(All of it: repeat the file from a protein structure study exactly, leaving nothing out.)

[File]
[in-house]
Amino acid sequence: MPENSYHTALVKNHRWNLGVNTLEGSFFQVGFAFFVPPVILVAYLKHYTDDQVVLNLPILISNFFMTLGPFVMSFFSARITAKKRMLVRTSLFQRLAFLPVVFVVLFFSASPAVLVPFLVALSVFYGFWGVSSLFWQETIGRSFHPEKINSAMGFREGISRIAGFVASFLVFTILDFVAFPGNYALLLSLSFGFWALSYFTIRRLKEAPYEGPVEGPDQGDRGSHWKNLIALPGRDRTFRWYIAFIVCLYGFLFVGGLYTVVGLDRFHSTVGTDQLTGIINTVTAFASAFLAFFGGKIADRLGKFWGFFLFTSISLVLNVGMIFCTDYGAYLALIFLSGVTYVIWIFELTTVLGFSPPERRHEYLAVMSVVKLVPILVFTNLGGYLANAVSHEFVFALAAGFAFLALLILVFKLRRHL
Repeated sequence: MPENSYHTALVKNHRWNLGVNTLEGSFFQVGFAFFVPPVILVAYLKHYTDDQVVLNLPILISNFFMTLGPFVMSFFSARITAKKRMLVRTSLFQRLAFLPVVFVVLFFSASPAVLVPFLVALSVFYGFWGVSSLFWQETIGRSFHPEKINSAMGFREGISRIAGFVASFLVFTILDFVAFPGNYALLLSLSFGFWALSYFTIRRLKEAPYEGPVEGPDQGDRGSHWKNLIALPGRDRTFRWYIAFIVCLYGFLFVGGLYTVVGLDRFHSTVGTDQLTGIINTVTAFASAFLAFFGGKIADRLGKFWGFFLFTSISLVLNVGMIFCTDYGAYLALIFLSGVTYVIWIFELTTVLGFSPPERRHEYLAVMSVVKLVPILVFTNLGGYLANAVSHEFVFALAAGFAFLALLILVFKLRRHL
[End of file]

[in-house]
Amino acid sequence: MPENSYHTALVKNHRWNLGVNTLEGSFFQVGFAFFVPPVILVAYLKHYTDDQVVLNLPILISNFFMTLGPFVMSFFSARITAKKRMLVRTSLFQRLAFLPVVFVVLFFSASPAVLVPFLVALSVFYGFWGVSSLFWQETIGRSFHPEKINSAMGFREGISRIAGFVASFLVFTILDFVAFPGNYALLLSLSFGFWALSYFTIRRLKEAPYEGPVEGPDQGDRGSHWKNLIALPGRDRTFRWYIAFIVCLYGFLFVGGLYTVVGLDRFHSTVGTDQLTGIINTVTAFASAFLAFFGGKIADRLGKFWGFFLFTSISLVLNVGMIFCTDYGAYLALIFLSGVTYVIWIFELTTVLGFSPPERRHEYLAVMSVVKLVPILVFTNLGGYLANAVSHEFVFALAAGFAFLALLILVFKLRRHL
Repeated sequence: MPENSYHTALVKNHRWNLGVNTLEGSFFQVGFAFFVPPVILVAYLKHYTDDQVVLNLPILISNFFMTLGPFVMSFFSARITAKKRMLVRTSLFQRLAFLPVVFVVLFFSASPAVLVPFLVALSVFYGFWGVSSLFWQETIGRSFHPEKINSAMGFREGISRIAGFVASFLVFTILDFVAFPGNYALLLSLSFGFWALSYFTIRRLKEAPYEGPVEGPDQGDRGSHWKNLIALPGRDRTFRWYIAFIVCLYGFLFVGGLYTVVGLDRFHSTVGTDQLTGIINTVTAFASAFLAFFGGKIADRLGKFWGFFLFTSISLVLNVGMIFCTDYGAYLALIFLSGVTYVIWIFELTTVLGFSPPERRHEYLAVMSVVKLVPILVFTNLGGYLANAVSHEFVFALAAGFAFLALLILVFKLRRHL